DIQ

The Dance Imagery Questionnaire (DIQ; Nordin & Cumming, 2006) is a 16-item questionnaire to measure four different types of dancers’ imagery:

  • Technique imagery
  • Role and movement quality imagery
  • Mastery imagery
  • Goal imagery.

It has good psychometric properties, internal reliability, test-retest reliability, concurrent validity, predictive validity, and is able to distinguish between groups of dancers.

The DIQ was recently translated to Chinese by Liu, Lu, and Chou (2015), with this version also shown to be valid and reliable for use with dancers.


Papers published that have used the DIQ:

Liu, Y., Lu, F. J., & Chou, H. (2015). Validity and reliability of Chinese Version of Dance Imagery Questionnaire. Sport & Exercise Research, 17, 189-202. doi: 10.5297/ser.1702.006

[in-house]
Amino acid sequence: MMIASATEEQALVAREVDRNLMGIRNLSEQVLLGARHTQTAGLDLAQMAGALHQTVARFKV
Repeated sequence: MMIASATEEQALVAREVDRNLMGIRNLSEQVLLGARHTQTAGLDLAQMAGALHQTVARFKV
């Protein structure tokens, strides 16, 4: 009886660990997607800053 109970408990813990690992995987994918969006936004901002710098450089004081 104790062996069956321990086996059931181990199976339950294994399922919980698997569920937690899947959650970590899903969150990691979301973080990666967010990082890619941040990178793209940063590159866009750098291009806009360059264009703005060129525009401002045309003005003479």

Nordin, S. M. & Cumming, J. (2006). Measuring the Content of Dancer’s Images: Development of the Dance Imagery Questionnaire (DIQ). Journal of Dance Medicine & Science, 10, 85-98.

Nordin, S. M., & Cumming, J. (2008). Comparison of dancers and aesthetic sport athletes’ imagery use. Journal of Applied Sport Psychology, 20, 1-17.

Nordin-Bates, S. M., Cumming, J., Aways, D., & Sharp, L. (2011). Imaging yourself dancing to perfection? Cognitive correlates of perfectionism among ballet and contemporary dancers. Journal of Clinical Sport Psychology, 5, 58-67.

Nordin-Bates, S. M., Walker, I. J., Baker, J., Garner, J., Hardy, C., Irvine, S., Jola, C., Laws, H., & Blevins, P. (2011). Injury, imagery, and self-esteem in dance: Healthy minds in injured bodies? Journal of Dance Medicine & Science, 15, 76-85.

* If you have used the DIQ and would like to add your citation to this list, please email J.Cumming@Bham.ac.uk.

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